Obsidian Blues helps young writers develop
‘Passages’ allows Detroit youth to have their voice heard
By Steve Furay
Special to the Michigan Citizen
DETROIT — The case of Trayvon Martin, as seen on TV, social media and in newspapers, has left a deep impact on young men and women of color throughout the nation. In Detroit, the hoodied face resembles the thousands of youngpeople that annually end up in prison, injured or even dead as a result of urban violence.
Obsidian Blues, a writing program developed by local artist Sherina Sharpe, has been working with a group of aspiring young artists as a way to help them develop their voices in the face of these types of obstacles. The group met weekly at the Skillman Branch of the Detroit Public Library in downtown Detroit to share their work and help each other through the writing process to prepare for their collective show “Passages” Aug. 13 at the Charles H. Wright Museum of African American History.
“It’s called ‘Passages’ because being young in Detroit and not having your voice heard is like a rite of passage,” Sharpe said. “So to solve that, we have opened up space for about 18 young writers to choose any social justice topic that they want to talk about or confront in their writing, and we’re pairing them up with a community mentor that can give them more history on the subject.”
All these young men and women are deeply motivated by issues of social justice and are using their time in the group to write about topics like hunger, poverty, racism, government corruption and child abuse. Their voices act in opposition to oppression, and in speaking up among each other, they have grown a mutual love and respect for one another.
“It’s giving them an outlet to talk about what they’d like to talk about and giving them a place to choose what they’d like to talk about,” Sharpe said.
The working group developed a collective poem project about Trayvon for their performance. The opening words cut straight to the heart of the intensity felt by many regarding the Trayvon Martin case.
“In Florida, there is talk of a race war.”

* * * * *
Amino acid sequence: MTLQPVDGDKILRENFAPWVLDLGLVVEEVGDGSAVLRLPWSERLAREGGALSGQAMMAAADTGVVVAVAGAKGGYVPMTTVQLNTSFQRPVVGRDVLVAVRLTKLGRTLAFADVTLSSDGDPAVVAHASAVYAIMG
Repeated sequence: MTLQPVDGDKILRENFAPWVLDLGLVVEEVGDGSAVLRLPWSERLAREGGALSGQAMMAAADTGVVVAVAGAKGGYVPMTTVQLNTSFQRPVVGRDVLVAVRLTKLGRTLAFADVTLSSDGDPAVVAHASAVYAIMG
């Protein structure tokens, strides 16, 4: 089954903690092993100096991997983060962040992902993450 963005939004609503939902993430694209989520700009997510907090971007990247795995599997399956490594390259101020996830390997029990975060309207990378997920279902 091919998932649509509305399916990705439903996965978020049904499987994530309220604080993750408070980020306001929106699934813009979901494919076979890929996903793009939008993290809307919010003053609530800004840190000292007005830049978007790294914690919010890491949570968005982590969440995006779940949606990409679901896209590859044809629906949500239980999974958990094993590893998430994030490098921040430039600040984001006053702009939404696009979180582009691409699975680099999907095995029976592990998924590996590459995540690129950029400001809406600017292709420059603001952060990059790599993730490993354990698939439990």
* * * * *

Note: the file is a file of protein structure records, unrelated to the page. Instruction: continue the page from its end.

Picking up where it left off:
“Shots fired, echoes in the atmosphere. The only thing left is a body and a bag of Skittles.”
“I regurgitate speeches like a bulimic onto a species that won’t even listen.”
“And my cameras, they pick up the remnants, and they manufacture the lies that you see on TV.”
“And it’s sad that being Black is enough evidence to be a suspect.”
“Triple minority in society, young Black male, I should have had his death certificate early.”
Many young Black men and women face daily risks in the streets of Detroit, with death and incarceration among the most urgent dangers. Media silence can leave them feeling voiceless, so the program is in direct response to this condition.
“We spend a lot of time working on empathy, integrity, courage, all of those things go into their performance pieces that they’re writing and go into the process of bonding and forming the group and then performing together,” Sharpe said.
At the performance, family and friends of the youth poets filled the auditorium. The show is their way of engaging the community and letting an older generation know how they feel. This is the most important moment of the experience — to deliver this understanding, says Sharpe.
“Communicating with each other and then intergenerational communication is huge,” she continued. “It’s amazing how many people don’t get a chance to sit down with someone older than them and find out where they were during like the ‘67 riots, or what high school they went to. It’s opening up those roads.”
The performance was crisp and clean, each line delivered confidently and from the gut. Although the show is over, the group has decided to remain together to help each other develop as professional writers, to be emotionally healthy and well prepared for the stresses and challenges of their environment. Their goal is to continue to grow as a collective, knowing that the love they have for each other can carry each person along their own individual paths.
“I’m a serious proponent of fostering emotional growth through art,” says Sharpe. “So it’s also giving them a chance to work through any emotional blockages. To share with each other. It’s amazing.”